Trump threatens to 'close down' social media after his tweets were tagged unsubstantiated
US President Donald Trump on Wednesday threatened to close down social media platforms after Twitter labelled two of his tweets "unsubstantiated" and accused him of making false claims.
Twitter targeted tweets in which the president said that mail-in voting would lead to fraud and a "Rigged Election" in November.
Under the tweets, Twitter posted a link which read "Get the facts about mail-in ballots" -- a first for the social network which has long resisted calls to censure the president.
In response, Trump fought back, tweeting that "Republicans feel that Social Media Platforms totally silence conservatives voices. We will strongly regulate, or close them down, before we can ever allow this to happen."
Trump repeated his allegations, saying "we can't let large scale Mail-In Ballots take root in our Country. It would be a free for all on cheating, forgery and the theft of Ballots.
"Whoever cheated the most would win. Likewise, Social Media. Clean up your act, NOW!!!!" he added.
The president also accused social media platforms of interfering in the last election, saying "we saw what they attempted to do, and failed, in 2016."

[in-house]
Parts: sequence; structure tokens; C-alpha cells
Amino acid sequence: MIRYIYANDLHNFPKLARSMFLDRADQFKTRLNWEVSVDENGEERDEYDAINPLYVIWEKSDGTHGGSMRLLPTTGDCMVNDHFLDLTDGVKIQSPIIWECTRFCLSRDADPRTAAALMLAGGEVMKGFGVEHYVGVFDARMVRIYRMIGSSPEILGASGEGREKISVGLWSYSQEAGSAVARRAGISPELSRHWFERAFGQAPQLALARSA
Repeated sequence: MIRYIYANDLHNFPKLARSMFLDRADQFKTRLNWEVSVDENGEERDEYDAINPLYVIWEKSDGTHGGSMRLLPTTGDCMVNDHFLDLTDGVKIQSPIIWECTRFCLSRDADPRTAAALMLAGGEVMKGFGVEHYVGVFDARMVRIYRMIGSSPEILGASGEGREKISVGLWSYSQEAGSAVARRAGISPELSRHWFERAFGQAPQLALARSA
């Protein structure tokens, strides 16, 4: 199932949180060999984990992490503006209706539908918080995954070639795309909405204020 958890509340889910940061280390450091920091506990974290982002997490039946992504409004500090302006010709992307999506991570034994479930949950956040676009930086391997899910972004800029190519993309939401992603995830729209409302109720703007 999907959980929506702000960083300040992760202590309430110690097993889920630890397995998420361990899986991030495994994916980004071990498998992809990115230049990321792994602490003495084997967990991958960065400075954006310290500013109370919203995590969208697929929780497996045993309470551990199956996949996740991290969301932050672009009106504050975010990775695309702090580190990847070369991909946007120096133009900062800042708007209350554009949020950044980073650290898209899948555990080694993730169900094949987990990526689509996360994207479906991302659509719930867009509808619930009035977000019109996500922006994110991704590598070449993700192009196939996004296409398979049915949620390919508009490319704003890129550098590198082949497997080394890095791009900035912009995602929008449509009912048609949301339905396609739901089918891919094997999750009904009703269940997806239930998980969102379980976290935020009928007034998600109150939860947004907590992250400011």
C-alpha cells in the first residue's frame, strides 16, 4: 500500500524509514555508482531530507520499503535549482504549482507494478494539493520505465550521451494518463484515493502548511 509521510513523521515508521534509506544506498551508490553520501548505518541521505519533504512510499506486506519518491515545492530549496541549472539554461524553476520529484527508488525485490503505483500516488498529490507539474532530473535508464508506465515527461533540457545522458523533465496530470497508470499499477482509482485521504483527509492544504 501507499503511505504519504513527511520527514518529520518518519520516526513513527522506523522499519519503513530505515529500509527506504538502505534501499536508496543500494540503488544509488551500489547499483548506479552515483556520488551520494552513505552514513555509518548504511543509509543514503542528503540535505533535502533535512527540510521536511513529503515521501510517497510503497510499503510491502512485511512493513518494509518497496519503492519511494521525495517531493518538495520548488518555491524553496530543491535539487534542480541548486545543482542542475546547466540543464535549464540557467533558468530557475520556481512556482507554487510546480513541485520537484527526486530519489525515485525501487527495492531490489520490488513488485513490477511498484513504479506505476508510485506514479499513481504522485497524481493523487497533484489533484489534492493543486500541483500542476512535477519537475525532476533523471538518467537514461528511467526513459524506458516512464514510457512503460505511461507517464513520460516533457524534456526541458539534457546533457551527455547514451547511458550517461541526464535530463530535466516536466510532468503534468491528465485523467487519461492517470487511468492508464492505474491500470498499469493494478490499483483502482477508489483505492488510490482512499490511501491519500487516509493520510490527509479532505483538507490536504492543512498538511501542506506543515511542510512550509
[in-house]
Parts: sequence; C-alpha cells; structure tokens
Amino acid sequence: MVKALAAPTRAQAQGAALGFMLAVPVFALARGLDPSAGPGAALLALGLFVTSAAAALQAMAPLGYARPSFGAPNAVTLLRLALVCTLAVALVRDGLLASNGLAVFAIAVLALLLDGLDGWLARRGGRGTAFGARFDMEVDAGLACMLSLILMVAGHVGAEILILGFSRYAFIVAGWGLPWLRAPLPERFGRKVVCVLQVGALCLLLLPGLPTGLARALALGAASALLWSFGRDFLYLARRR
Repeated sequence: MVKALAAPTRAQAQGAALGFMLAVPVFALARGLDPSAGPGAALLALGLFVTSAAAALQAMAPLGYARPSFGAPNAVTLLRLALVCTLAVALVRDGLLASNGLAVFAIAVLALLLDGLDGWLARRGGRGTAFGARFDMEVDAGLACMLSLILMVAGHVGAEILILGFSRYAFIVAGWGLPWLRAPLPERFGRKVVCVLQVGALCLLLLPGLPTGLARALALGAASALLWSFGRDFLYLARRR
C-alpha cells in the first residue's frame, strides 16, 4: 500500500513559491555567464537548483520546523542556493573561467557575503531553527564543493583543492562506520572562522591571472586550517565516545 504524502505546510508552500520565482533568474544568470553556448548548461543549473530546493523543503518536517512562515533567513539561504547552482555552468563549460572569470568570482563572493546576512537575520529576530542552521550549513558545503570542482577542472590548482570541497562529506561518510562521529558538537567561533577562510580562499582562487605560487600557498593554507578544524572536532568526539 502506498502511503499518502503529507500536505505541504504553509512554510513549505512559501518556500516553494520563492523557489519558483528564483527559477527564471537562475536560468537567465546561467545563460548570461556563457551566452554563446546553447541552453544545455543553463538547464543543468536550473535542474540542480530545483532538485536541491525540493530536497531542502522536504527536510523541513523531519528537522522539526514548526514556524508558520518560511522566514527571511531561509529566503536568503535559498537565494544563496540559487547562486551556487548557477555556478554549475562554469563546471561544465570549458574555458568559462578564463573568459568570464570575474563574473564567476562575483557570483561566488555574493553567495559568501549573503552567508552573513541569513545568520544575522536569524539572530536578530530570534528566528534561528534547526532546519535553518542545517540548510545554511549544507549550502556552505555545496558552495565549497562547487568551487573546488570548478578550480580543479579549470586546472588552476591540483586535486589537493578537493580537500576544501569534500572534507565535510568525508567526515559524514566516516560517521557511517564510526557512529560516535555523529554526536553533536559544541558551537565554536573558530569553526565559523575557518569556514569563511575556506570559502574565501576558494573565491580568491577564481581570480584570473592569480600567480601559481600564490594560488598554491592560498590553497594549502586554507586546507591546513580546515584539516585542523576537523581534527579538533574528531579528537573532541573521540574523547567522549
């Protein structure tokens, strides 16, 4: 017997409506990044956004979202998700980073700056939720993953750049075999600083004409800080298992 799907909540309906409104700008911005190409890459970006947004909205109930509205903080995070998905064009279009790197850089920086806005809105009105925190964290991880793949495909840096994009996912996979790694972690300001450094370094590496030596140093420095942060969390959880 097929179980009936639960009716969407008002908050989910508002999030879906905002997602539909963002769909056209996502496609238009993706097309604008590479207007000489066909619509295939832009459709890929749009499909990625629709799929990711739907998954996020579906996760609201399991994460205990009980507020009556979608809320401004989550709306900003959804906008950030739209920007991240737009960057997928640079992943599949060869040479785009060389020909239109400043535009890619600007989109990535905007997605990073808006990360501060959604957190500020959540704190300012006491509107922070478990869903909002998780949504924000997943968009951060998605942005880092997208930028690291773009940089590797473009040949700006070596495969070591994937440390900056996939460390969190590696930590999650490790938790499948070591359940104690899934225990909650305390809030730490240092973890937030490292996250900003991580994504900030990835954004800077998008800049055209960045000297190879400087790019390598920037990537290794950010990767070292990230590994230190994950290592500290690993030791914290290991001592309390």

- 80 million followers -
The president has long used Twitter as a platform to spread abuse, conspiracy theories, false information and insults to his 80 million followers.
Before being elected in 2016, he built his political brand by supporting the "birther" lie that Barack Obama, America's first black president, was not born in the United States and therefore was not eligible to be president.
The notice tagged to Trump's tweets read "Trump falsely claimed that mail-in ballots would lead to 'Rigged Election'
"However, fact-checkers say there is no evidence that mail-in ballots are linked to voter fraud."
Trump aimed the misleading tweets at California, contending wrongly that anyone living in the state would be sent ballots when in fact they will only go to registered voters, according to the notice.
The tweets in question violated a recently expanded Twitter policy, said the San Francisco-based company.
"In serving the public conversation, our goal is to make it easy to find credible information on Twitter and to limit the spread of potentially harmful and misleading content," the company vowed when the change was announced.
Twitter's move came as Trump, already facing US economic calamity and 100,000 deaths from coronavirus as well as sinking reelection polls, continued to push a conspiracy theory about TV host Joe Scarborough.
In an attempted character assassination of Scarborough, Trump has spread the baseless rumor that Scarborough murdered an aide.
The entirely evidence-free story claims that Scarborough killed a woman he was having an affair with in 2001, when he was a Republican congressman and she was one of his staffers.